careful that your questions are relevant for the particular company that
you are being interviewed by. If you simply take the same list of questions
to different interviewers, you risk ruining your chances.
Understanding broad guidelines around your questions
Your research may uncover dozens and dozens of questions that you
might want to ask. However, asking too many questions could annoy your
interviewer, especially if he or she has arranged to interview a number of
candidates and is running behind schedule. Here are some rules of
thumb for asking questions:
# Ask at least two or three questions in every interview to show that you have
done your research and are interested in finding more about the company.
# Think about the time slot that has been allocated for your interview. If
you know that you are supposed to finish at 4.30pm and it’s already
4.25pm, you know that your questions should be fairly few in number.
# For most roles, avoid asking more than half-a-dozen questions during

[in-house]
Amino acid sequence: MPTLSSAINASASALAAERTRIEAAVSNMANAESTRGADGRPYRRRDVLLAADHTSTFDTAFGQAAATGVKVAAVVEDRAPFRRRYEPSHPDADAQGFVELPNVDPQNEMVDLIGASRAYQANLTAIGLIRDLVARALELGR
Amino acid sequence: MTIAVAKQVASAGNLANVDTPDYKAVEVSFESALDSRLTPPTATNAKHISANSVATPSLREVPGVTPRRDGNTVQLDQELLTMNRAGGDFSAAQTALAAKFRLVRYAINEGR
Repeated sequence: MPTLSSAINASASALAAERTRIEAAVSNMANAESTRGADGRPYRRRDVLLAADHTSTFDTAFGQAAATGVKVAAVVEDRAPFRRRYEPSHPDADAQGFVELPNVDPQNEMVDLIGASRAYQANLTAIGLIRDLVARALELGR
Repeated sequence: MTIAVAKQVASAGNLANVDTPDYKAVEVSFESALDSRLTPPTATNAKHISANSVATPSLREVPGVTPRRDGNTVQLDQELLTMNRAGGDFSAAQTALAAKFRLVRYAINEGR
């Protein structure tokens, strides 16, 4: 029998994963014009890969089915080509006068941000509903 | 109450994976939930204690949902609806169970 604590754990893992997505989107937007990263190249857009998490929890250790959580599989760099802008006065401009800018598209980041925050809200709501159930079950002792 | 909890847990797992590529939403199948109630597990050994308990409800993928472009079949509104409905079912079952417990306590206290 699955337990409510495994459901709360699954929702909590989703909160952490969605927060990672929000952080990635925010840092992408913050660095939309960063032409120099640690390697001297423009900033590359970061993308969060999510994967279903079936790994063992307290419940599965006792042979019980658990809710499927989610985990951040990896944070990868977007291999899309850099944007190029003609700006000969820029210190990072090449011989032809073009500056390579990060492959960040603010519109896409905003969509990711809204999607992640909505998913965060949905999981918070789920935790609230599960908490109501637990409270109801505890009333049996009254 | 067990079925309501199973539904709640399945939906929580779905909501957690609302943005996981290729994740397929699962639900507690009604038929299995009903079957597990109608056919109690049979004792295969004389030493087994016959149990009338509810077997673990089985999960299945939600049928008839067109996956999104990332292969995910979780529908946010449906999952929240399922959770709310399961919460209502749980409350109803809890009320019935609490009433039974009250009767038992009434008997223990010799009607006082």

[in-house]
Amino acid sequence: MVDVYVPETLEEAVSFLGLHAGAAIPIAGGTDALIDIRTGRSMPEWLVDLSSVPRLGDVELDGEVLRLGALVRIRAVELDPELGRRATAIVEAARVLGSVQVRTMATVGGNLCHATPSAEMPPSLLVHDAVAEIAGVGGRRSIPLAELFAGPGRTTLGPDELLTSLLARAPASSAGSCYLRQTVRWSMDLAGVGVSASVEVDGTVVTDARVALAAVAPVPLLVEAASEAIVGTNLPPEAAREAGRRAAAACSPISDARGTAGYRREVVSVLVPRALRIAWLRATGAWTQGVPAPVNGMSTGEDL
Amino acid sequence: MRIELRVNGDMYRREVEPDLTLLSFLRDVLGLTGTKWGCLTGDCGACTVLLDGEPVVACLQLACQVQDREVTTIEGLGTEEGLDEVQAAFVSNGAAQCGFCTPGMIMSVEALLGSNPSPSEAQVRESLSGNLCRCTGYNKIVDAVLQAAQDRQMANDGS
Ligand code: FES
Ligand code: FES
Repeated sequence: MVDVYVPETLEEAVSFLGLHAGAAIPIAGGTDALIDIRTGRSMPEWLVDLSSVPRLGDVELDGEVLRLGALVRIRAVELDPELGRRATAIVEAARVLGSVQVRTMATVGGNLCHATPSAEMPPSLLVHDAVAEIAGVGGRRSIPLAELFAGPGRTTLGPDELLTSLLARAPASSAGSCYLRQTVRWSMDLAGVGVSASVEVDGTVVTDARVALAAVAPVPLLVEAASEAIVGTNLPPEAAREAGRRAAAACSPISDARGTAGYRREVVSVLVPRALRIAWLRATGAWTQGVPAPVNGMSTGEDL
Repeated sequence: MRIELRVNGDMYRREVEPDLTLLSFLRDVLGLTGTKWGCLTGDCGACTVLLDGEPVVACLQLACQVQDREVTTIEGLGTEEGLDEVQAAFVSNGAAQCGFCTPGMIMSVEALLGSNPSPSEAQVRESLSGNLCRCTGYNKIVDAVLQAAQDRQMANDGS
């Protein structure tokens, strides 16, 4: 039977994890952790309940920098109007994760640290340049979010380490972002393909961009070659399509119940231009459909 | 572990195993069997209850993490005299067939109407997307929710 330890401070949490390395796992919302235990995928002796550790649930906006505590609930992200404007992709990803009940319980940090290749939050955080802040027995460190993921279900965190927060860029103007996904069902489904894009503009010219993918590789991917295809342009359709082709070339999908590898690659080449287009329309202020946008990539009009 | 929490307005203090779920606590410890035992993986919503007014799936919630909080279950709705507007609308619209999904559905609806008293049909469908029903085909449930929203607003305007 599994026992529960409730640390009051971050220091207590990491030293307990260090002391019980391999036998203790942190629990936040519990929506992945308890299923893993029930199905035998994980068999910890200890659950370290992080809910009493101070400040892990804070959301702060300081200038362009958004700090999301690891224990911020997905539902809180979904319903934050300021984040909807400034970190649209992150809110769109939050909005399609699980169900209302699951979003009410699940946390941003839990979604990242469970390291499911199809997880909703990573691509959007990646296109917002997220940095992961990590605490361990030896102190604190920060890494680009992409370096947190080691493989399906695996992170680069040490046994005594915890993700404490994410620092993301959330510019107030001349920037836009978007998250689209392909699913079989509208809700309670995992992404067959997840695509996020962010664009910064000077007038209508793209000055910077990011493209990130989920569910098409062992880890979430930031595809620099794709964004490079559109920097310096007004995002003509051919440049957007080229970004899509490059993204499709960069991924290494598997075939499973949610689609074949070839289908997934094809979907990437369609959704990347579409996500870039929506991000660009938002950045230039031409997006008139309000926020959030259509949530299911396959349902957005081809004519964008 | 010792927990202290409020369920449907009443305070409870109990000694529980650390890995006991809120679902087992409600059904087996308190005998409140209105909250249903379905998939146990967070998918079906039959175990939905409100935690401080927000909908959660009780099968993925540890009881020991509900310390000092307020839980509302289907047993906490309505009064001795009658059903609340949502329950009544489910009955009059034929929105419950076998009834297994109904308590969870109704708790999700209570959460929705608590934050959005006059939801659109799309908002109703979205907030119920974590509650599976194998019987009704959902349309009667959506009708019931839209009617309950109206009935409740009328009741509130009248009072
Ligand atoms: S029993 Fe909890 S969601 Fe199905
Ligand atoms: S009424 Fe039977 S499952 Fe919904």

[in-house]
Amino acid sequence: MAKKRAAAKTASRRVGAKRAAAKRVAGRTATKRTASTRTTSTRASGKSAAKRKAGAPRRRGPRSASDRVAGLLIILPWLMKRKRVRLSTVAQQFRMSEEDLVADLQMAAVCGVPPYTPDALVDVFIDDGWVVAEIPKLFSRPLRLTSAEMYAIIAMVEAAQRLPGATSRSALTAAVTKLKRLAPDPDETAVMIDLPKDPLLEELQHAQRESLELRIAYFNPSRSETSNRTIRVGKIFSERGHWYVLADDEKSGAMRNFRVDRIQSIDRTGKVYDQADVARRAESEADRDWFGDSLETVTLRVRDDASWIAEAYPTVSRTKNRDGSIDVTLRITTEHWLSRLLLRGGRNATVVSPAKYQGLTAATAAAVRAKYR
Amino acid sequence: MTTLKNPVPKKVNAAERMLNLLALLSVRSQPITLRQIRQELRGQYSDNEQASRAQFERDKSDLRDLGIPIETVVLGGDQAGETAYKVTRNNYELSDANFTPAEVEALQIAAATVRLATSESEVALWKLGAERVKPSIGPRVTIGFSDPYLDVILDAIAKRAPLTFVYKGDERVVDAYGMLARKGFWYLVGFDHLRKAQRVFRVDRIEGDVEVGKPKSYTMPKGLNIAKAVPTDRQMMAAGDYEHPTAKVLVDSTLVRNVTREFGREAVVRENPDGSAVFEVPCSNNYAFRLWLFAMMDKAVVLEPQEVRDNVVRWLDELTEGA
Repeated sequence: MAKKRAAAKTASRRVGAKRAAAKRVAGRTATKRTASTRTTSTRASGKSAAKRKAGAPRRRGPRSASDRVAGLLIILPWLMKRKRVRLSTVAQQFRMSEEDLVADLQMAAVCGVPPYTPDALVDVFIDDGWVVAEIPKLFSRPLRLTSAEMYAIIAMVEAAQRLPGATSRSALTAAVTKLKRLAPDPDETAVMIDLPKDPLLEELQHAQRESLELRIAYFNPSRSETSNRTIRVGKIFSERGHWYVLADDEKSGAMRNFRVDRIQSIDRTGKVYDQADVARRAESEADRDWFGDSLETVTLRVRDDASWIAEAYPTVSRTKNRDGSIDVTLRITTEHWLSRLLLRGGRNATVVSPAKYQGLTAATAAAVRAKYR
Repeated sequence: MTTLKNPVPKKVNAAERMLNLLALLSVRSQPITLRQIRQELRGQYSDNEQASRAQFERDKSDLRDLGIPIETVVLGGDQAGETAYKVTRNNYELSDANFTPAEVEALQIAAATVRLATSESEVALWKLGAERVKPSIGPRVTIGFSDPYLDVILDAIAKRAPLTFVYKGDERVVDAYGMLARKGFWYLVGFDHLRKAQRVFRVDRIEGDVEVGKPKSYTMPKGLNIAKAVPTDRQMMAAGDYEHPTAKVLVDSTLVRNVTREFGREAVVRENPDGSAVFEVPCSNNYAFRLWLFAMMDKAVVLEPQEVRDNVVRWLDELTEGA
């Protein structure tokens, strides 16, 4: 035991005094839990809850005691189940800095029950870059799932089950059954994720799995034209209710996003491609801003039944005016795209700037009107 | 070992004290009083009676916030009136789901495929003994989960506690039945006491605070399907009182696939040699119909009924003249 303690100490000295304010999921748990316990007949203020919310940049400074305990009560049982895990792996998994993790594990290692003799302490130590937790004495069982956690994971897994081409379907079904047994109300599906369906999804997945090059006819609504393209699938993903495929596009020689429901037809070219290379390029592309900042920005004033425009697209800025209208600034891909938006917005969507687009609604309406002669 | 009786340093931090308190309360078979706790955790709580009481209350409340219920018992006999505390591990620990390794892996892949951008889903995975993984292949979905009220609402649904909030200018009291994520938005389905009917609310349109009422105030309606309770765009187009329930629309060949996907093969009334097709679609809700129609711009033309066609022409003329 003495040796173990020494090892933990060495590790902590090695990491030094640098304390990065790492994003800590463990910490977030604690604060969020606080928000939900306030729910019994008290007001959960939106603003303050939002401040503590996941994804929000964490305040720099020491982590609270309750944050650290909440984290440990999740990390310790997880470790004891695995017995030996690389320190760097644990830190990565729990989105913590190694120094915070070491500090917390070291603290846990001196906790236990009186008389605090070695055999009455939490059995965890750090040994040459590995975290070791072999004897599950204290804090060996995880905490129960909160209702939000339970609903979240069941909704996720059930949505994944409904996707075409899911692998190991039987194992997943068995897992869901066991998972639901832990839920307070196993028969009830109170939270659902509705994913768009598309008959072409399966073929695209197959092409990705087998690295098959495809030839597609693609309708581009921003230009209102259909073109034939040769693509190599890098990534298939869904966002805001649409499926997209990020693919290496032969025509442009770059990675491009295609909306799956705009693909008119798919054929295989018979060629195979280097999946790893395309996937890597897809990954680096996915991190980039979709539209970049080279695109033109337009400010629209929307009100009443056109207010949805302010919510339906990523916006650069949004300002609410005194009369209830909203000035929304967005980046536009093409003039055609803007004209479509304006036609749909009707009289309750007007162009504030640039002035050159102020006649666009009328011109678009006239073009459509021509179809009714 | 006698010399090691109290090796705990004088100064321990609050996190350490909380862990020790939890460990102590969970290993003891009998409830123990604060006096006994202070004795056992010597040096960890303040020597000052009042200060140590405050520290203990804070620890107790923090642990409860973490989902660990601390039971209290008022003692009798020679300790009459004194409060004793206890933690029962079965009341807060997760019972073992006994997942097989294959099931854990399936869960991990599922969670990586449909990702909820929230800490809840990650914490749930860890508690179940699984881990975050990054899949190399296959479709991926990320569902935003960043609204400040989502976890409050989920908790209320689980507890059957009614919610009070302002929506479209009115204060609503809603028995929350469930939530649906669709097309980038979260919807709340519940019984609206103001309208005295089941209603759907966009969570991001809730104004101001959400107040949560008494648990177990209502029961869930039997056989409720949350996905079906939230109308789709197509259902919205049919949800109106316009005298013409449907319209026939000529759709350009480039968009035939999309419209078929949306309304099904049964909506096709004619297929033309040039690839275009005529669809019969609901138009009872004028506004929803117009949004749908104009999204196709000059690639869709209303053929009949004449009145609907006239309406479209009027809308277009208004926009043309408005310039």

the interview itself. Should you be offered the job, you could always
arrange to come back to meet the interviewer or other people within
the organisation to have your questions answered.
Bear in mind that the number of questions you can ask should be
broadly related to the seniority of the job. If you are applying for
an entry-level role, an interviewer will probably expect you to ask
only a handful of questions. For a managing director’s role, you
may need to schedule another appointment to come back to have
all of your questions answered.

There are many questions that you could ask about the role. However,
remember to check that the questions you do choose to ask could not
have been answered in your research.
Questions to ask could include:
# What are the day-to-day duties involved in this job?
# How will my performance be measured?
# How are targets set? How much say would I have in setting them?